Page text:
And another fascinating tip-bit: Captain Cook originally planned to go to Tahiti to track the transit of Venus, but got diverted to Oz. And if he hadn't? Who knows how different Australia might be now.
In the planetarium, we had a talk on how to spot sparkling things in the sky, like Sirius, the brighest star, and the Southern Cross which of course I don't normally see at night in Blighty. And then onto the 3D cinema for an amazing romp through space exploration; the future of planetary life and how size does matter. A tricky business it seems. The moon and the sun look the same size to us here on the ground, but are they really?

Don't take my word for all this - grab a place on a night tour.


Monday, 17 December 2012

An art dealer has been explaining the essence of Aboriginal art to me. Roughly-speaking, it's to do with a certain amount of dreams that have been handed down and how they're expressed and interpreted through art.

I then got a guided tour of her gallery, which is stuffed to the gunwales with rather fine paintings; even if they all seem to be covered in dots. My eyes were going a bit funny with it all. "Yes there are a lot of dots which I think can be traced back to when the indigenous people used to draw in the sand. They'd take a bit of food, chew it into a ball, then 'dot' with it", she tried to explain. "If you stare at the paintings for too long, they can be almost hallucinogenic can't they?"  Too right.

Fired up, but without enough readies to buy one of her paintings, I searched out an Aborginial centre and bought a lovely writing pad with a stunning cover design (acrylic on linen) by Angelina Ngale from Ahalpere, Utopia Region in Northern Territory.  I had to have some of her work as, let's face it, there aren't too many utopias here on earth.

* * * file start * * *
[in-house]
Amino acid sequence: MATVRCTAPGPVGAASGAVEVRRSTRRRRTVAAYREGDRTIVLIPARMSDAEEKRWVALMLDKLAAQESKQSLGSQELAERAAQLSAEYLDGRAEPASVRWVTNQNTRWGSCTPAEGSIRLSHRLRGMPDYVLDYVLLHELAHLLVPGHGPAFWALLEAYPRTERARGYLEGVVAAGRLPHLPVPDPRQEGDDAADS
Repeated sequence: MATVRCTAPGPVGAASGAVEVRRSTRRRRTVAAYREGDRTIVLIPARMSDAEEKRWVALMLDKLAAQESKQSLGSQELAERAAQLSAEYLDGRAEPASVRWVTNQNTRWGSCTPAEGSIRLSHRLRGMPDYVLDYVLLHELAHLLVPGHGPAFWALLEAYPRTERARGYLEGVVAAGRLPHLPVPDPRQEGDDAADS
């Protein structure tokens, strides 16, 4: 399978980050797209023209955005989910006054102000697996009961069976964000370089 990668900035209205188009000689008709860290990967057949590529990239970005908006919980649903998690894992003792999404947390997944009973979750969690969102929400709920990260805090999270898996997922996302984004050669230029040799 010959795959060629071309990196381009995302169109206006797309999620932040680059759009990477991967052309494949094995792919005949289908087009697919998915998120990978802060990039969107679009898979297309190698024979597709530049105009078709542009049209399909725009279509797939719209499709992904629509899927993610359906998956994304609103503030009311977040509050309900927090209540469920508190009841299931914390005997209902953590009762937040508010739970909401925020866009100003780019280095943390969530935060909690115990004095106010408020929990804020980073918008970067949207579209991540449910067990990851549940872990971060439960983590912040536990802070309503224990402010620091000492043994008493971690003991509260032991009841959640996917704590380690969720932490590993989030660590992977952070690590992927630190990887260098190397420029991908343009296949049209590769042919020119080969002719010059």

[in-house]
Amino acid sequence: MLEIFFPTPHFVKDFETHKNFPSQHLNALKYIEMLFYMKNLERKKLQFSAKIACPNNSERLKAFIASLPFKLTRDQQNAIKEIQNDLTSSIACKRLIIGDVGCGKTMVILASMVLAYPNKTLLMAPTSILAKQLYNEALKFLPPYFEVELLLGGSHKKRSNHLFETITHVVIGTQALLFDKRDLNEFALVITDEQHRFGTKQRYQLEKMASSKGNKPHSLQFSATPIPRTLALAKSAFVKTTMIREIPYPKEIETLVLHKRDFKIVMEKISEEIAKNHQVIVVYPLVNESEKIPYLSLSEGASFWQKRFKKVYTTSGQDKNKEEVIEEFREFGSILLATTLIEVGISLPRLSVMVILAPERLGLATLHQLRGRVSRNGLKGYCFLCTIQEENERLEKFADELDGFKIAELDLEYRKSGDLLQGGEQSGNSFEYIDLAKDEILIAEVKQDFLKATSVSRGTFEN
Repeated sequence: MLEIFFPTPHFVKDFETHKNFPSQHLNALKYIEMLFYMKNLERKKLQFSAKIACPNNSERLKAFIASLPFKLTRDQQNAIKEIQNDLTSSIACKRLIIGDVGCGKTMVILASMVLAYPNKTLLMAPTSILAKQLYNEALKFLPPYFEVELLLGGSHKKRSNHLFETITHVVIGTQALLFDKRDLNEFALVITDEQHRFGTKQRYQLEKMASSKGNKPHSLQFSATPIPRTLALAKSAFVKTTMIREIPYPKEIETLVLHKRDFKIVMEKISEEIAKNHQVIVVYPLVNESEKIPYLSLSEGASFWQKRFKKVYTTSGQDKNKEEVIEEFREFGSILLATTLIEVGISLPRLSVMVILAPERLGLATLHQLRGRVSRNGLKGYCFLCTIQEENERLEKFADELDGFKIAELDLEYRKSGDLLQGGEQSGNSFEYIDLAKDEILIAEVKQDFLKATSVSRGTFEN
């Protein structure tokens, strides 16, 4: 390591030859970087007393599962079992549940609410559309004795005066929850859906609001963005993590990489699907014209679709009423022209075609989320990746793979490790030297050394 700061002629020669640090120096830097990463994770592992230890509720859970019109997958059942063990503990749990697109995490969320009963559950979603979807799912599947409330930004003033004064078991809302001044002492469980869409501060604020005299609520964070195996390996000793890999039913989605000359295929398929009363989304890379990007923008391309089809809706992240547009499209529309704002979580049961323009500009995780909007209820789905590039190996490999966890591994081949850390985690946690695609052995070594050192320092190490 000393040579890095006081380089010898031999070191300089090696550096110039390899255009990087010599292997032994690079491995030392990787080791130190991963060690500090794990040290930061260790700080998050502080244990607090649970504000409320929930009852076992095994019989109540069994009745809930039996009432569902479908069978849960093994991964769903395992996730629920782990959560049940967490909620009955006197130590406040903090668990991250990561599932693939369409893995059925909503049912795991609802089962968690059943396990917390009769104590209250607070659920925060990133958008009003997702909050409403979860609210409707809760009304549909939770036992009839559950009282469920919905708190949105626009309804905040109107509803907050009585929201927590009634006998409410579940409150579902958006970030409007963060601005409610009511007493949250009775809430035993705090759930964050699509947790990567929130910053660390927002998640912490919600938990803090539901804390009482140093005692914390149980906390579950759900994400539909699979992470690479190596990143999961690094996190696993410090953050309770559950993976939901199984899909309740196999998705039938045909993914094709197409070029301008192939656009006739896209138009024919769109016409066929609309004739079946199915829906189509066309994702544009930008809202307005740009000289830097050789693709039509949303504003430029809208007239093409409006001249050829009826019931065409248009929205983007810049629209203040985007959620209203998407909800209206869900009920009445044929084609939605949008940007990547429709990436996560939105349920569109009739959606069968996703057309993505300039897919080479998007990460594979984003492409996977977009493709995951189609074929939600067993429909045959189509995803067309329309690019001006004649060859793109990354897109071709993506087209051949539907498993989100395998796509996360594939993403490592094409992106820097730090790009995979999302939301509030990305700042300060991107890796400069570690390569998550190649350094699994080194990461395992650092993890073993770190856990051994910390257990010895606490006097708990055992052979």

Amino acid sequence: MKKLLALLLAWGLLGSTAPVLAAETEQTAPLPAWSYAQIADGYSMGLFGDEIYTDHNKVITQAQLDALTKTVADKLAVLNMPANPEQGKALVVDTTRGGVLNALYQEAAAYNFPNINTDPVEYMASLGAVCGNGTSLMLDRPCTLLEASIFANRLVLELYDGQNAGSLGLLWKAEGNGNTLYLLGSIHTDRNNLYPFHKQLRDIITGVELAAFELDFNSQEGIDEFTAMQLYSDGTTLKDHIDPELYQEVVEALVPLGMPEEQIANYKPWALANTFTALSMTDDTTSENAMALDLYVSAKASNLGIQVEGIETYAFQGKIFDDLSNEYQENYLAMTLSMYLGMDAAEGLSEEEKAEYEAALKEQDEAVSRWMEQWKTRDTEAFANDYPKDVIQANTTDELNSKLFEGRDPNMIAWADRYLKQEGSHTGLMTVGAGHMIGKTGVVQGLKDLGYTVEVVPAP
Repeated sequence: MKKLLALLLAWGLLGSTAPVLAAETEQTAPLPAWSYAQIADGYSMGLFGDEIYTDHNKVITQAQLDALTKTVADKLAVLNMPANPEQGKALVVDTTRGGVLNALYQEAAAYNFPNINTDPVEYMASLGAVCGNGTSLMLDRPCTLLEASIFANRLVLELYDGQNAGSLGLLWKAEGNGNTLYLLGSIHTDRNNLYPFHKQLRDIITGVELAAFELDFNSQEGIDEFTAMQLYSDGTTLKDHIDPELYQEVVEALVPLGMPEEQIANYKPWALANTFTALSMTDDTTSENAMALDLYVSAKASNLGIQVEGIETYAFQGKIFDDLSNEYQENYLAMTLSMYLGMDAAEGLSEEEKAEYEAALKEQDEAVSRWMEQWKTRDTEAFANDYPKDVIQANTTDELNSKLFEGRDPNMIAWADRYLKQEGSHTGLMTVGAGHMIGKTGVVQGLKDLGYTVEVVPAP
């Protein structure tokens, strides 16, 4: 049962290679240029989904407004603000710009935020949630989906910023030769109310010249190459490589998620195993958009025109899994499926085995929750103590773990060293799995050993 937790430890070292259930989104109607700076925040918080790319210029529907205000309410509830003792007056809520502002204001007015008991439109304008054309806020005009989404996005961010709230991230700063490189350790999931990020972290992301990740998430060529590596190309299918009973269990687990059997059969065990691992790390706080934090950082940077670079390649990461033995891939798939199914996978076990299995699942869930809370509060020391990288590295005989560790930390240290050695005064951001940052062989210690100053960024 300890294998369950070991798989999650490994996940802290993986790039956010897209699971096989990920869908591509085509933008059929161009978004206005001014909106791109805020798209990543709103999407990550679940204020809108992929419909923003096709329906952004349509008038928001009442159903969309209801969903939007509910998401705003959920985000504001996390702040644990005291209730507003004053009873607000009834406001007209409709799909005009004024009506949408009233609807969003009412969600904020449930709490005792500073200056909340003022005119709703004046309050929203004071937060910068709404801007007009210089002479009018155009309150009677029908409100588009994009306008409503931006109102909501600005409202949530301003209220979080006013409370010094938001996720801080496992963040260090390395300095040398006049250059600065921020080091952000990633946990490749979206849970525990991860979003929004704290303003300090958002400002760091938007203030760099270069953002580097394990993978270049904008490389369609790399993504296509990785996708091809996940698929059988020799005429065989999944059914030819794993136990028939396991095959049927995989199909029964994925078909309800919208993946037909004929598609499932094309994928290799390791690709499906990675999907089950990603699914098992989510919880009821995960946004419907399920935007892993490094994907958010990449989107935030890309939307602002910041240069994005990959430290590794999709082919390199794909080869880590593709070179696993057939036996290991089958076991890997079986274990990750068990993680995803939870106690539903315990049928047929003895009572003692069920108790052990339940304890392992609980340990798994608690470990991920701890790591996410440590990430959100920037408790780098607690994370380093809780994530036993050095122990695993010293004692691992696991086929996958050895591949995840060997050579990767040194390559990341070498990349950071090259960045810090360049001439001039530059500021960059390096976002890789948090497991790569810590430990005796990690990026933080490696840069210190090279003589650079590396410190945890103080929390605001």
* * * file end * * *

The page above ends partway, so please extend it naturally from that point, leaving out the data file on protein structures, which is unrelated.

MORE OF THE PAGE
Sydney's got quite a lot of these beasties scurrying around I hear, and this morning I saw my first (and hopefully last) cockroach - in the loo. I was very brave. Actually that's a porkie: I asked the housekeeper of my hotel to kindly deal with it. It was her first one too, so we've both had a rite of passage, bugs-wise.  

Friday, 14 December 2012

I've just spent a few days in the glorious Blue Mountains. Absolutely, no question about it, the highlight of my trip so far.  I could even get carried away and call it my Aussie spiritual experience.  Forget Uluru, bring on the Three Sisters!

These rock formations at Echo Point have a sheer beauty that just blows you away. Steady on there, I hear you say, but they're truly awesome. Legend has it they're named after 3 Aboriginal sibs who were turned into rocks, and then saved by the Lyre bird whose echoes reverberate across the valley.  Suspending disbelief, I tried to lose myself in the mystique of it all, but sadly a nearby ankle biter*,  practising his echoing skills, kinda killed the moment.   But I went back at sunset and became a believer. 

If you're into bush-walking - as I am now of course, practically an expert - this is the place for you. A friend warned me before I headed into the bush to make sure I had water, flares and a map incase, given my lack of directional skills, I got lost.  No worries..I just followed the people in front of me.

There are loads of walks to choose from, with pretty cascades/waterfalls along the way. And if you buy a hop on/hop off explorer (for that is what I've become) ticket, the bus drivers will point you in the right direction. Even, occasionally, jumping off the bus to plonk you (ok me) on the right path. They were a real laugh those drivers. One plays a ukelele in a local band and was busy telling me about the concerts happening across the mountains. So if you're looking for an alternative Blue Mountains' experience...